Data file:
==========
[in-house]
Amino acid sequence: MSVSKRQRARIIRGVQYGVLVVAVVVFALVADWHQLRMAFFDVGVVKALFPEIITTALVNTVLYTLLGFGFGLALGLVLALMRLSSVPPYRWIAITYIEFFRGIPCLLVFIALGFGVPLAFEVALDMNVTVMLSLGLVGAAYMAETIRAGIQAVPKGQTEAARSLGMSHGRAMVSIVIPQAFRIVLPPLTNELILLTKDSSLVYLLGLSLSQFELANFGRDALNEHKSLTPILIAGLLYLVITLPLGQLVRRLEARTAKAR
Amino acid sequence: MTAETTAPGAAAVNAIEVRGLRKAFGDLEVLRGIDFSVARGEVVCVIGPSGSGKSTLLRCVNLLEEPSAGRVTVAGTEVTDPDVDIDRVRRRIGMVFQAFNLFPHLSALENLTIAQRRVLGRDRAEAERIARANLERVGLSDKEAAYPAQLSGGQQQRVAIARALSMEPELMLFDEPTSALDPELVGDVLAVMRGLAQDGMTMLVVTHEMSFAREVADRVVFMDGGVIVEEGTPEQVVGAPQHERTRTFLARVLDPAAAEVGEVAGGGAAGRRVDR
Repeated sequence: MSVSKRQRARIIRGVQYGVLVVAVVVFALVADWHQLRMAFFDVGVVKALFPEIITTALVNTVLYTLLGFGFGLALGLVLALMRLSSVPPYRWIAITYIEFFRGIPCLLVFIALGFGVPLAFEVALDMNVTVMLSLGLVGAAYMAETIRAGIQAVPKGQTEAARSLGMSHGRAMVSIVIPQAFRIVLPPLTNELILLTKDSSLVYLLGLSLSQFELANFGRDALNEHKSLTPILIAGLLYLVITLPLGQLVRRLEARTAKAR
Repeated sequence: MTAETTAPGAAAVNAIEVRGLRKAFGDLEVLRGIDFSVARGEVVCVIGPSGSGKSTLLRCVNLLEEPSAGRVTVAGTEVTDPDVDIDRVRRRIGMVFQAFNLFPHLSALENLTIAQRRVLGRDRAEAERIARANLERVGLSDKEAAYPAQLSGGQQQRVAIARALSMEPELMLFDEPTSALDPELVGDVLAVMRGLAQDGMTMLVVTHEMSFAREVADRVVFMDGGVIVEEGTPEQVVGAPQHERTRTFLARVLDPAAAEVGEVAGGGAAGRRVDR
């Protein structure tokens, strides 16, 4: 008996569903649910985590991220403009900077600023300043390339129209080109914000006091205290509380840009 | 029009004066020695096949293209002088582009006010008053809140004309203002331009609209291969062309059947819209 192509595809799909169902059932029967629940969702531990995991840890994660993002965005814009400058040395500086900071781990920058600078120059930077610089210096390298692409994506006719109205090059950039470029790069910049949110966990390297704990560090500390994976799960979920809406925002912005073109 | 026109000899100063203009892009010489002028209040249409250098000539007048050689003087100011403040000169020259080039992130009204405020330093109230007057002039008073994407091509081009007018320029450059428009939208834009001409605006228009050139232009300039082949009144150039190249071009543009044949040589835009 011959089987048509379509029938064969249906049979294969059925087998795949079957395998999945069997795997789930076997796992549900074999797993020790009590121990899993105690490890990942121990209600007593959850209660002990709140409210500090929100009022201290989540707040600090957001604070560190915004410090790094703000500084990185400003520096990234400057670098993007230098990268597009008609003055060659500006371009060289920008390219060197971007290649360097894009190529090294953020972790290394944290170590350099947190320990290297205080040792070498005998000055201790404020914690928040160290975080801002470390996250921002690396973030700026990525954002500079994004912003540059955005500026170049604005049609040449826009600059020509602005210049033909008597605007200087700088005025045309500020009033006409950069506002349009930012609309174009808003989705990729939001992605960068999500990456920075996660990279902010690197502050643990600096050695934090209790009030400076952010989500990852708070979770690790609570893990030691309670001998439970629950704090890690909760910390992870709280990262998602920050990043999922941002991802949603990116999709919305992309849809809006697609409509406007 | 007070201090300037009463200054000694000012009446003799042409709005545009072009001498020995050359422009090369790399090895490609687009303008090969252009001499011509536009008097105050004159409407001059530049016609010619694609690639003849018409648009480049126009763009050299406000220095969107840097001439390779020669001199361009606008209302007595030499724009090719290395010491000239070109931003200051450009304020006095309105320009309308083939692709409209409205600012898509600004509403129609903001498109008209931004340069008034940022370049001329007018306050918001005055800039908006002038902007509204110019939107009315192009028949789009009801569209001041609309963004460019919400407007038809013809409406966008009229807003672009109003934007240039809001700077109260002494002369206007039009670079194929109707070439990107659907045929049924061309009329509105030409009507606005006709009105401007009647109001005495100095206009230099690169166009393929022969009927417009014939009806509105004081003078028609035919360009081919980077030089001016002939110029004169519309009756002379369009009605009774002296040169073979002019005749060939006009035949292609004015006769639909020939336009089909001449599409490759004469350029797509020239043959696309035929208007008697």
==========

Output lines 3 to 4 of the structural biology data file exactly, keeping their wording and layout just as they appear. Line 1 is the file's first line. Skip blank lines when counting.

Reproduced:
Amino acid sequence: MTAETTAPGAAAVNAIEVRGLRKAFGDLEVLRGIDFSVARGEVVCVIGPSGSGKSTLLRCVNLLEEPSAGRVTVAGTEVTDPDVDIDRVRRRIGMVFQAFNLFPHLSALENLTIAQRRVLGRDRAEAERIARANLERVGLSDKEAAYPAQLSGGQQQRVAIARALSMEPELMLFDEPTSALDPELVGDVLAVMRGLAQDGMTMLVVTHEMSFAREVADRVVFMDGGVIVEEGTPEQVVGAPQHERTRTFLARVLDPAAAEVGEVAGGGAAGRRVDR
Repeated sequence: MSVSKRQRARIIRGVQYGVLVVAVVVFALVADWHQLRMAFFDVGVVKALFPEIITTALVNTVLYTLLGFGFGLALGLVLALMRLSSVPPYRWIAITYIEFFRGIPCLLVFIALGFGVPLAFEVALDMNVTVMLSLGLVGAAYMAETIRAGIQAVPKGQTEAARSLGMSHGRAMVSIVIPQAFRIVLPPLTNELILLTKDSSLVYLLGLSLSQFELANFGRDALNEHKSLTPILIAGLLYLVITLPLGQLVRRLEARTAKAR